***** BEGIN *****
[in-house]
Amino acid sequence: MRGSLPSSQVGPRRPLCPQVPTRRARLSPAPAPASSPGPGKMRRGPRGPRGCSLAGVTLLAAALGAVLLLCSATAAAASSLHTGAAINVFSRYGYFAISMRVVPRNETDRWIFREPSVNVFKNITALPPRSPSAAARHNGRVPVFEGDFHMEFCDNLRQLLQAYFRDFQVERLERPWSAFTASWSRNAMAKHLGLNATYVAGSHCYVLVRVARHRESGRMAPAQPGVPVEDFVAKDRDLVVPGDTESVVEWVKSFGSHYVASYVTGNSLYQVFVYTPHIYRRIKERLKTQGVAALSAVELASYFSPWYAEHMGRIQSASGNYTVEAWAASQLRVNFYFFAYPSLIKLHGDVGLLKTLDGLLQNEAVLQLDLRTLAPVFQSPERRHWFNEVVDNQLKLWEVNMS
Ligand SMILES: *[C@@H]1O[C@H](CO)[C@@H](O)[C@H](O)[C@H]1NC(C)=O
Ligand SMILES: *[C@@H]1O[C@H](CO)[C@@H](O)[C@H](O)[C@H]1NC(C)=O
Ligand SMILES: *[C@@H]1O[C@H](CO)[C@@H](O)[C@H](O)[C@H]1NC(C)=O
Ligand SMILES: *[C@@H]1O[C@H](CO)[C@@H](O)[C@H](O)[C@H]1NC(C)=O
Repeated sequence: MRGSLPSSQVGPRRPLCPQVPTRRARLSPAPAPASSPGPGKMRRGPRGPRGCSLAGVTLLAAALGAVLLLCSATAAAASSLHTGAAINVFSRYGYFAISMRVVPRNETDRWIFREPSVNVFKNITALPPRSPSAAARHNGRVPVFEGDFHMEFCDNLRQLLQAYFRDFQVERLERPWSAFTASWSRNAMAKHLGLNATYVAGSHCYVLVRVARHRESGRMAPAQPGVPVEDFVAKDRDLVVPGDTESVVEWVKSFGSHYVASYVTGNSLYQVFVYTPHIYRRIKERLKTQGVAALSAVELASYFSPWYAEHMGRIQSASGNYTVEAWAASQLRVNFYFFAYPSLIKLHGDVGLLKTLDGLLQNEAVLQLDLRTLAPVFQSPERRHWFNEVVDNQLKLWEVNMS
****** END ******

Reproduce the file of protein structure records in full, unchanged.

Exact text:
[in-house]
Amino acid sequence: MRGSLPSSQVGPRRPLCPQVPTRRARLSPAPAPASSPGPGKMRRGPRGPRGCSLAGVTLLAAALGAVLLLCSATAAAASSLHTGAAINVFSRYGYFAISMRVVPRNETDRWIFREPSVNVFKNITALPPRSPSAAARHNGRVPVFEGDFHMEFCDNLRQLLQAYFRDFQVERLERPWSAFTASWSRNAMAKHLGLNATYVAGSHCYVLVRVARHRESGRMAPAQPGVPVEDFVAKDRDLVVPGDTESVVEWVKSFGSHYVASYVTGNSLYQVFVYTPHIYRRIKERLKTQGVAALSAVELASYFSPWYAEHMGRIQSASGNYTVEAWAASQLRVNFYFFAYPSLIKLHGDVGLLKTLDGLLQNEAVLQLDLRTLAPVFQSPERRHWFNEVVDNQLKLWEVNMS
Ligand SMILES: *[C@@H]1O[C@H](CO)[C@@H](O)[C@H](O)[C@H]1NC(C)=O
Ligand SMILES: *[C@@H]1O[C@H](CO)[C@@H](O)[C@H](O)[C@H]1NC(C)=O
Ligand SMILES: *[C@@H]1O[C@H](CO)[C@@H](O)[C@H](O)[C@H]1NC(C)=O
Ligand SMILES: *[C@@H]1O[C@H](CO)[C@@H](O)[C@H](O)[C@H]1NC(C)=O
Repeated sequence: MRGSLPSSQVGPRRPLCPQVPTRRARLSPAPAPASSPGPGKMRRGPRGPRGCSLAGVTLLAAALGAVLLLCSATAAAASSLHTGAAINVFSRYGYFAISMRVVPRNETDRWIFREPSVNVFKNITALPPRSPSAAARHNGRVPVFEGDFHMEFCDNLRQLLQAYFRDFQVERLERPWSAFTASWSRNAMAKHLGLNATYVAGSHCYVLVRVARHRESGRMAPAQPGVPVEDFVAKDRDLVVPGDTESVVEWVKSFGSHYVASYVTGNSLYQVFVYTPHIYRRIKERLKTQGVAALSAVELASYFSPWYAEHMGRIQSASGNYTVEAWAASQLRVNFYFFAYPSLIKLHGDVGLLKTLDGLLQNEAVLQLDLRTLAPVFQSPERRHWFNEVVDNQLKLWEVNMS